God is Good

You are good, and what You do is good (Ps 119:68a).

There are quite a few verses throughout scripture that woven together, describe God’s goodness and what our response to His goodness should be. In Romans we are taught that in all things God works for the good of those who love Him, and who have been called according to His purpose. We sometimes experience a disconnect when we think, in our eyes, ______ (insert your own tragedy or challenge here)            can’t possibly result in anything good.

A buzz phrase today is “to be intentional” and that is a fitting way to define God’s goodness. It is purposeful, never meaningless nor random. God’s purpose, to conform us to the likeness of His Son, is a much greater good than our comfort at the moment. Our definition of good is both temporal and temporary rather than spiritual and eternal.

This brings us to another challenging verse about God’s goodness, Give thanks in all circumstances; for this is God’s will for you in Christ Jesus. ______ (insert your own tragedy or challenge here too)     .  This verse certainly requires some prayer and study. But we can know–we can be absolutely sure–that God’s actions are motivated by love, and that the end result will be worth it, and good.

Going through tough times is tough. But God’s word gives us promise after promise of His faithfulness in walking us through trials, in giving us strength, in giving us endurance, in supplying everything we need.

His grace is more than enough.

Surely goodness and mercy shall follow (pursue) me all the days of my life.

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The Perfect Plan

If you declare with your mouth, “Jesus is Lord,” and believe in your heart that God raised him from the dead, you will be saved (Romans 10:9).

Nellie Bly, a gutsy 19th century journalist, became famous by exposing the neglect and brutality at the Women’s Lunatic Asylum. Her assignment required that she be admitted undercover feigning insanity. This assignment involved trust—trust that someone from the outside would arrange for her release.

I know that this is a very, very, very weak comparison, but I was thinking about Jesus. About how He left His position in glory, at the right hand of the Father, to come into the world and in all humility to assume His human role as the Son of Man. His mission wasn’t to expose, but to defeat the enemy and eternal death, and replace it with an opportunity for us to have fellowship with the Father and eternal life.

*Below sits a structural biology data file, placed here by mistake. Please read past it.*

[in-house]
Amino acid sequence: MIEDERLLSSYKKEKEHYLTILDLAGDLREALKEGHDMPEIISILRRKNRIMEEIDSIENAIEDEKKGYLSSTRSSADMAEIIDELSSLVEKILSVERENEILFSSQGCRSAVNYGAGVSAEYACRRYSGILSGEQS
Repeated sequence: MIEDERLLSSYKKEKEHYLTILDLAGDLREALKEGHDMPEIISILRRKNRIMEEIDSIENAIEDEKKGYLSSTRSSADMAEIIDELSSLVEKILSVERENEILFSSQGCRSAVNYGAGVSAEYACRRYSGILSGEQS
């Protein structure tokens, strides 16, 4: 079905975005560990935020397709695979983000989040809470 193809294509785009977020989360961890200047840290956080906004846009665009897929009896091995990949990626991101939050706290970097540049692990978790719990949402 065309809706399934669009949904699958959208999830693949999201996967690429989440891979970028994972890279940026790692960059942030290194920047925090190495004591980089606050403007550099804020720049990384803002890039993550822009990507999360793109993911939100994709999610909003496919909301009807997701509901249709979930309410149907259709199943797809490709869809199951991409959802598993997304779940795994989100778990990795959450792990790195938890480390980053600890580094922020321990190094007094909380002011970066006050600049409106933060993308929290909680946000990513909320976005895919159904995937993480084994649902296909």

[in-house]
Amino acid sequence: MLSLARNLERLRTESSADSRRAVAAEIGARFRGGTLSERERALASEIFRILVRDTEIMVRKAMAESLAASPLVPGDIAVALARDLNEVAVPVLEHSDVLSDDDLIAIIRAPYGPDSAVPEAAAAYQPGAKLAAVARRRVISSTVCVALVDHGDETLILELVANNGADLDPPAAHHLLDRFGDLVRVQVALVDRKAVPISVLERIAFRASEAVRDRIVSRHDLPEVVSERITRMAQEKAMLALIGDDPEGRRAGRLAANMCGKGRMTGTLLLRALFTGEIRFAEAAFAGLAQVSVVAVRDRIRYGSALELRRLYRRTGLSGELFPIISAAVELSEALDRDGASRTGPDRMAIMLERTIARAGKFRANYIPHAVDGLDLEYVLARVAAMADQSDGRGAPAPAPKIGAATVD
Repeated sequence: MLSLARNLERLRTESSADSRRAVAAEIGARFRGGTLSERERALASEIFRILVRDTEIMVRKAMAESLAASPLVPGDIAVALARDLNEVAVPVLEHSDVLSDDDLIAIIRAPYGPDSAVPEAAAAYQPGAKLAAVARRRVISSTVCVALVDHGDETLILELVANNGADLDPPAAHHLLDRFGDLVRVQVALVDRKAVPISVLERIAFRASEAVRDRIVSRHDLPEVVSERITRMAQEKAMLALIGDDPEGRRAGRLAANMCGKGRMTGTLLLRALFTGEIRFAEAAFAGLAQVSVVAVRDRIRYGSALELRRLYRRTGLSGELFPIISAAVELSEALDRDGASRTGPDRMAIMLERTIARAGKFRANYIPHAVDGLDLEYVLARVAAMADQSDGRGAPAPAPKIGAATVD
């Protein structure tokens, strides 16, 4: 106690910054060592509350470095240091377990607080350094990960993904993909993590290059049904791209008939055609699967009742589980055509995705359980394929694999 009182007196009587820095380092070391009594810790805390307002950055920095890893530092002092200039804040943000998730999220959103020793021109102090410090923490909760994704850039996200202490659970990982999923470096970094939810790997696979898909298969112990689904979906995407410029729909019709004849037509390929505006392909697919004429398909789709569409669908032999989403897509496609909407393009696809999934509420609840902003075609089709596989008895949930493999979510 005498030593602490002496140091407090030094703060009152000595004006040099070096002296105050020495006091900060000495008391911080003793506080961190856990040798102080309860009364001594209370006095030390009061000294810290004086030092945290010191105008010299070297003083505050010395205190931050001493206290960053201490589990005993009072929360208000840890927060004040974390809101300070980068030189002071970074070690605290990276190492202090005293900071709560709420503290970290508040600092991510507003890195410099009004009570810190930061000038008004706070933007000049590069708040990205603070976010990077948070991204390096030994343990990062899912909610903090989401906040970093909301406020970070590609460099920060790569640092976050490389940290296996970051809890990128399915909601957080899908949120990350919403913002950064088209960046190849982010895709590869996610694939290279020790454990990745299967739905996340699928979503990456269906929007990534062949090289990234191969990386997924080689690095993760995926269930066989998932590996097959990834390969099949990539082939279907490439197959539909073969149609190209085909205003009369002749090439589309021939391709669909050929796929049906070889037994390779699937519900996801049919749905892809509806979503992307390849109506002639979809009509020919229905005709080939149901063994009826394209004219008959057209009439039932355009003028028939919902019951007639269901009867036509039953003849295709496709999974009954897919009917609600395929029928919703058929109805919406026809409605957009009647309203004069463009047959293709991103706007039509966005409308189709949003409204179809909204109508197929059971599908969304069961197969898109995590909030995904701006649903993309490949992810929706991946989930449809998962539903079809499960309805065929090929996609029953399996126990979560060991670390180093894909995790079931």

When Jesus came to earth as a man, His physical suffering and agony was real, and He also knew first-hand what being one with the Father was like. But the part that Jesus dreaded even more than the physical torture was that once He shouldered our sin, the Father, who can’t be in the presence of sin, had to turn away from Him. “Now my soul is troubled, and what shall I say? ’Father, save me from this hour’? No, it was for this very reason I came to this hour. Father, glorify your name!”

But Jesus’s release from the bowels of the earth was pre-arranged. Sin and death were defeated. Our part, to individually trust and believe in His death, burial and resurrection, seems so insignificant in comparison to the torture, agony and then the ultimate resurrection power necessary to conquer death.

Yet it was the perfect plan. And we can share in the victorious results.

Passion

I will praise You with my whole heart: before the gods will I sing praise unto You (Ps138:1).

Recently I was speaking with a woman whose country is 20% Christian and 80% Muslim. She said that in her country if you choose to follow Christ, you must be totally committed; everyone there is passionate about his/her faith or religion. No one is just lukewarm.

In our country it is relatively comfortable to be a Christ-following believer. We can openly worship, we have access to scripture at the tap of our thumb, and we certainly can pray. I’d like to think that I am totally committed, but I’ve never had to act on it by putting my children in a dangerous situation, nor like Rachel Scott, the young girl at Columbine who chose to be fatally shot rather than denouncing her faith.

But just because, thankfully here in the US, we’re not required to choose between torture or denying our faith, we can still heighten our passion and commitment.

How can we become even more committed? The answer is the same as how do we fall in love. The passion and commitment follow as we know more and more about that person. Although on this side of heaven, we can no way fully grasp the magnificence of the character if God, His mercies, His justice, His love…, we can learn more and more about Him through scriptures, conversing with Him, and the enlightenment of His Holy Spirit. And allowing ourselves to trust His word and His will as He reveals Himself to us.

Psalm 138 continues, On the day I called, You answered me and You made me bold and confident with renewed strength in my soul.

The Father’s Love

Although I rarely repost, this selection really touched me and I’d like to share it again during this special season:

For God so loved the world that He gave His one and only Son, that whoever believes in Him shall not perish but have eternal life (John 3:16). 

A short time ago, the message at our church impacted me so much that even though I may not do it justice in these few words, I would be remiss for not sharing and will prayerfully try.